Coconino Community College will charge the city $3,912.00 per recruit for enrollment into the twenty-one week Arizona POST certified police academy.  In exchange, Coconino Community College will reimburse the city up to $110,000 in salary and $29,700 in benefits per year for the academy class Sergeant who will be responsible for delivering the 663 hours of Arizona POST mandatory basic training and an additional 169 hours of elective training for a total of 832 hours. There will be two academy session per year, one in October and one in March. 
Policy Impact:
None
Connection to PBB Priorities/Objectives, Carbon Neutrality Plan & Regional Plan:
Priority Based Budget Key Community Priorities and Objectives
High Performing Governance: Serve the public providing high quality internal and external customer service. 

High Performing Governance: Encourage public trust through transparency, accessibility and use of the City's public participation policy.

Team Flagstaff Strategic Plan: Provide exceptional service. 

Regional Plan
3) Provide sustainable and equitable public facilities, services, infrastructure systems in an efficient and effective manner to serve all population areas and demographics.
8) Improve effectiveness of notification, communication and engagement with residents, neighborhoods and businesses and about City services, programs, polices projects and developments.
Has There Been Previous Council Decision on This:
The Council has approved IGAs for FPD to use different academies around the state that require a higher cost and relocation of our police officer recruits. 
Options and Alternatives:
Approve or disapprove the IGA for FPD to partner with Coconino Community College to use High Country Training Academy for basic training.  The alternative would be to continue to use outside of Flagstaff training academies that come with a higher cost.
Background/History:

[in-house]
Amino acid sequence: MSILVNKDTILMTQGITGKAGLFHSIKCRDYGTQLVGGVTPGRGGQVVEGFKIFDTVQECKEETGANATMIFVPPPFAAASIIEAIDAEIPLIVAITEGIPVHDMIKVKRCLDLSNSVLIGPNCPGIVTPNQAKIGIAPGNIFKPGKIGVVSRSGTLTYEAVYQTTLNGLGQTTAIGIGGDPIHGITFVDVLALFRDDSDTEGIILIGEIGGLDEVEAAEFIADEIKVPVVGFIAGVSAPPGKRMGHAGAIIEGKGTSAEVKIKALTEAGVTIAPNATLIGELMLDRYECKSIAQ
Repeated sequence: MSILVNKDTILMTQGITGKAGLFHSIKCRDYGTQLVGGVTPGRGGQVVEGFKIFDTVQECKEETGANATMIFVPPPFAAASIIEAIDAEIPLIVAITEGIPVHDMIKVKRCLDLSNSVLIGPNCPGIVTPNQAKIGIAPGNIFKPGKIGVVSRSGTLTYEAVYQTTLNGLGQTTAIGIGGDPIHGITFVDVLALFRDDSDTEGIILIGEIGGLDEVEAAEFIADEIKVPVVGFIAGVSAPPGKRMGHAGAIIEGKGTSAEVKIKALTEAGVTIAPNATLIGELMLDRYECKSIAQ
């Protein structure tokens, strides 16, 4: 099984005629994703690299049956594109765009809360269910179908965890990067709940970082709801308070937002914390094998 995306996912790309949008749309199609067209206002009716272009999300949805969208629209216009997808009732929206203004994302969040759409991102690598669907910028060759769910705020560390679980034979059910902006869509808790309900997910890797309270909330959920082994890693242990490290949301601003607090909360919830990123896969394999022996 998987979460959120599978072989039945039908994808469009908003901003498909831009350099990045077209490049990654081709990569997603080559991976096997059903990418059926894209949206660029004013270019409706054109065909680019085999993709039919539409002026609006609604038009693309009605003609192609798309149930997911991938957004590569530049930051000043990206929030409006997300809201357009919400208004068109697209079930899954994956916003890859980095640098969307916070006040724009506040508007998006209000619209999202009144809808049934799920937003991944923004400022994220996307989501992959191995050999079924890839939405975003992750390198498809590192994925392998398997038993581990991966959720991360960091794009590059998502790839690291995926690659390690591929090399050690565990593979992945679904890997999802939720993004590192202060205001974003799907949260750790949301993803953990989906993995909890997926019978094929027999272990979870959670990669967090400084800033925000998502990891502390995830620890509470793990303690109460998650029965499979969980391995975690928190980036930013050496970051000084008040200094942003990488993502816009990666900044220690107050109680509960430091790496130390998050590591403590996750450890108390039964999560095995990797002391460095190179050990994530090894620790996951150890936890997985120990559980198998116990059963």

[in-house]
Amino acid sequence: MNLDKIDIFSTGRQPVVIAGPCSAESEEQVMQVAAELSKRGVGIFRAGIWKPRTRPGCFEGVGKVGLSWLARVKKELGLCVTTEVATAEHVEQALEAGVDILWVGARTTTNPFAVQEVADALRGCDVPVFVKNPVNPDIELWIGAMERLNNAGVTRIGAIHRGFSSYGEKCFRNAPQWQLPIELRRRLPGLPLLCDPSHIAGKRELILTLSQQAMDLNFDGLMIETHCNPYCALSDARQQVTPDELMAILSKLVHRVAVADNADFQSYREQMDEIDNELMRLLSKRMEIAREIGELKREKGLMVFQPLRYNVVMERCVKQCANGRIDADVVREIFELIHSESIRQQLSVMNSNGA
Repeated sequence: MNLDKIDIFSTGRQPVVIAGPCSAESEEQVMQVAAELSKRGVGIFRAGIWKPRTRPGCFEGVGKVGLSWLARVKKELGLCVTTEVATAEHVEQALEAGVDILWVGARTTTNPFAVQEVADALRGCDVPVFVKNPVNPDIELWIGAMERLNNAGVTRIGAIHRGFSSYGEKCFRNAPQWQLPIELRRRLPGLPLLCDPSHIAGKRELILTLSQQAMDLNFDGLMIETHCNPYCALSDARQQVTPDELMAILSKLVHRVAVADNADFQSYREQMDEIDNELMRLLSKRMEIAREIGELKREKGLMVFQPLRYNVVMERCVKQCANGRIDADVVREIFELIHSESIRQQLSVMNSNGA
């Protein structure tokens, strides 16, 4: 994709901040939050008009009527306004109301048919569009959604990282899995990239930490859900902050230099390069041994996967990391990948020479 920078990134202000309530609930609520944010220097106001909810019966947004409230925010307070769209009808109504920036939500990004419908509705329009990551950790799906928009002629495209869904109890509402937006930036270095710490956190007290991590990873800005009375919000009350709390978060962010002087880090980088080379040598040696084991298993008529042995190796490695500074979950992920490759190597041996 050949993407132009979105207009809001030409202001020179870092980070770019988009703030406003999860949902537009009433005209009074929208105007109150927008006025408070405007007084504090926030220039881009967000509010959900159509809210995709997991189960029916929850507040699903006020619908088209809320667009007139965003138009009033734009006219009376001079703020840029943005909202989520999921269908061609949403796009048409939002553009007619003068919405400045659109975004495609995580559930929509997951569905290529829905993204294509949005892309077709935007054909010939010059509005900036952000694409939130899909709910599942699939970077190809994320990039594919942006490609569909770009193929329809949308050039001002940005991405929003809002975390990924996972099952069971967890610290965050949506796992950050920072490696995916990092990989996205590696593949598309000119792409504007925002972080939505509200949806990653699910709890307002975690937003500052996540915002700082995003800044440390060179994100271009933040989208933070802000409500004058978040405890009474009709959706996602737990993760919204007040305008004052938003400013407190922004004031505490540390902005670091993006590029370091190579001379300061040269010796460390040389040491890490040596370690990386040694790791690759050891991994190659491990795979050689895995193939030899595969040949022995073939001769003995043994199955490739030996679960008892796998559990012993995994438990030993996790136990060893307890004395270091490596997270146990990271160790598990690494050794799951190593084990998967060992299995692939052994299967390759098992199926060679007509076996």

In 2018, Arizona POST began cutting funding for police academies from around the state.  Prior to 2018, Arizona POST covered the lodging and per diem for recruits who lived outside of 50 miles of the training academy.  As a result, local agencies like FPD who do not have a police academy within 50 miles were forced to budget these additional funds for academy expenses.  Remote agencies around the state such as Lake Havasu, Yuma, Kingman, Globe, the West valley, the East Valley, and Show Low have all opened their own training academies for basic training to offset these costs and to guarantee spots in an academy for their police recruits.  

Larger agencies who ran academies prior to 2018 started to turn outside agencies away from the usage of their academy because outside agencies were not able to  provide staffing to these academies to help with the operation of the academy.  
Key Considerations:
By approving this IGA, the city will be able to keep its money local by partnering with Coconino Community College.
Expanded Financial Considerations:
Coconino Community College will charge a tuition per recruit of $3,912.00, but the city will receive a yearly reimbursement of $139,700 for providing the academy Sergeant, staff, and adjunct instructors. 
Community Benefits and Considerations:
Flagstaff Police Officer recruits will be trained locally by our trained supervisors and general instructors from within the community.  Existing personnel will get the opportunity to sharpen their own skills by teaching topics throughout the year which will strenthen our on-going officer training ability.  Also, the academy will use adjunct instructors from within the community to teach POST and elective material. 
Community Involvement:
Coconino Community College is the local college of our city and county, and basic training will be accredited through the college to start our police recruits on a pathway towards a college education.  Credits will be awarded to police recruits for completing the Arizona POST basic police academy through the college.  
Expanded Options and Alternatives:
Approve or disapprove the IGA between the City of Flagstaff and the Coconino Community College. 
Attachments
Res. 2022-40
IGA
Addendum